The motivations behind Uber’s interest in autonomous vehicle technology are clear: self-driving cars will not demand higher wages or benefits, are less prone to accidents, will drive themselves to and from the gas/charging station, and, most importantly, eliminate the largest operational expense of rideshare services: paying the driver.  Furthermore, Uber’s brand and global presence will allow customers to continue using the same e-hailing app and will reduce barriers to product engagement.  This would be a boon for Uber and its customers alike, slashing the costs of operation and labor while increasing profitability and lowering fares for passengers. 

Uber CEO Travis Kalanick seems to agree, having stated at Code Conference in May 2014:

"The reason Uber could be expensive is you're paying for the other dude in the car. When there is no other dude in the car, the cost of taking an Uber anywhere is cheaper. Even on a road trip."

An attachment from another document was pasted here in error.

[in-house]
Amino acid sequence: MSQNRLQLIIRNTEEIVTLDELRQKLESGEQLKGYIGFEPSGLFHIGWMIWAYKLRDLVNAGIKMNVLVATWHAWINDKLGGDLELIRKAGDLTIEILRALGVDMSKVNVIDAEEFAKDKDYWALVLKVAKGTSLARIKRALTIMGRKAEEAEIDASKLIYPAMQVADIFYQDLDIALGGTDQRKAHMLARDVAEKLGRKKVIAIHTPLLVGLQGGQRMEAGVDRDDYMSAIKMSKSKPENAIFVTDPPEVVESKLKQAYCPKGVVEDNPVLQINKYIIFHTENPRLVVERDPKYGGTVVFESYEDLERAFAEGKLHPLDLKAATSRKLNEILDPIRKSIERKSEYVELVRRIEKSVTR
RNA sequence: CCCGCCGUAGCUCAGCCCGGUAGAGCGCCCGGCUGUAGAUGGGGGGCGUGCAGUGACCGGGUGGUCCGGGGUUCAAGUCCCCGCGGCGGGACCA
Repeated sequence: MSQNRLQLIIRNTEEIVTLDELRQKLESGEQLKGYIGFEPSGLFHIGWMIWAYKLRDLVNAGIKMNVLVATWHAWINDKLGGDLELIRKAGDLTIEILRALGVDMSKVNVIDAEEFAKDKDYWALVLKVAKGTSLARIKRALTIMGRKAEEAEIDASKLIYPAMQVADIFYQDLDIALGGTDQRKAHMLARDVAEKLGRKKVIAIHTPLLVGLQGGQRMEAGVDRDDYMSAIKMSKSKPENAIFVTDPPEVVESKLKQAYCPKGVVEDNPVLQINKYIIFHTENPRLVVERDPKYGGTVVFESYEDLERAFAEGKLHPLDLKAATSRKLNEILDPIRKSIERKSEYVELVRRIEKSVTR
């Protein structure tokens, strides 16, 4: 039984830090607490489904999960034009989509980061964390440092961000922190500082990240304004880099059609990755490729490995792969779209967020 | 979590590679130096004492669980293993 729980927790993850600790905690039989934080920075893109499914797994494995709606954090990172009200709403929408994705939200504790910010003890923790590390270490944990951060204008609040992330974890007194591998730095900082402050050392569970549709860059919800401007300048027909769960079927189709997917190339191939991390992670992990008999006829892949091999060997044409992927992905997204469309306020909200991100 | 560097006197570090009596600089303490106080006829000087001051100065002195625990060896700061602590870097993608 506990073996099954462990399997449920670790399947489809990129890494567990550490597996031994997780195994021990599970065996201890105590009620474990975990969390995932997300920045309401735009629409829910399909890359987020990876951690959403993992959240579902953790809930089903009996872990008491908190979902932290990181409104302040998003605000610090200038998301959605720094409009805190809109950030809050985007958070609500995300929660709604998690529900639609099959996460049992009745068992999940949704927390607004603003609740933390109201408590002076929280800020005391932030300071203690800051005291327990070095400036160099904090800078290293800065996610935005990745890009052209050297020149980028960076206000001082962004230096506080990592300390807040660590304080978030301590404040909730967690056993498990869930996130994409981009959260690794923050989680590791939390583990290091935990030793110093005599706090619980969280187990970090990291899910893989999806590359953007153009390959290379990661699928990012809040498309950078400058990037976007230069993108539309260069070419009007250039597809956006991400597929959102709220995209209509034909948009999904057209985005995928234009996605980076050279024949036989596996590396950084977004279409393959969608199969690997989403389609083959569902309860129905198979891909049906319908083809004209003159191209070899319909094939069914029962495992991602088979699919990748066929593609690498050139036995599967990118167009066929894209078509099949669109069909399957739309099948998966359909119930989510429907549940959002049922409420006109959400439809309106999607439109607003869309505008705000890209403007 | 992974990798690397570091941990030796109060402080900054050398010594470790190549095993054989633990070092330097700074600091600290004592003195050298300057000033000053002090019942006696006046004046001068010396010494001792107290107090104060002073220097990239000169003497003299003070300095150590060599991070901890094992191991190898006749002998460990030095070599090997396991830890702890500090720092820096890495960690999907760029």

But positive attitudes toward autonomous vehicles are not universal.  While chatting with my rideshare passengers, I often have the opportunity to hear their opinions about this technology and the future of rideshare.  Many suggest they are still concerned about putting their lives in the hands of robots, saying that it would be “unnerving” or “dangerous.”  This attitude prevails in spite of the relatively safe track record of Google’s self-driving cars which, according to Google’s August 2015 report, have been involved in 16 minor accidents in 6 years and 1.5 million miles of autonomous driving—in each of these cases, Google’s cars were not found to be at fault.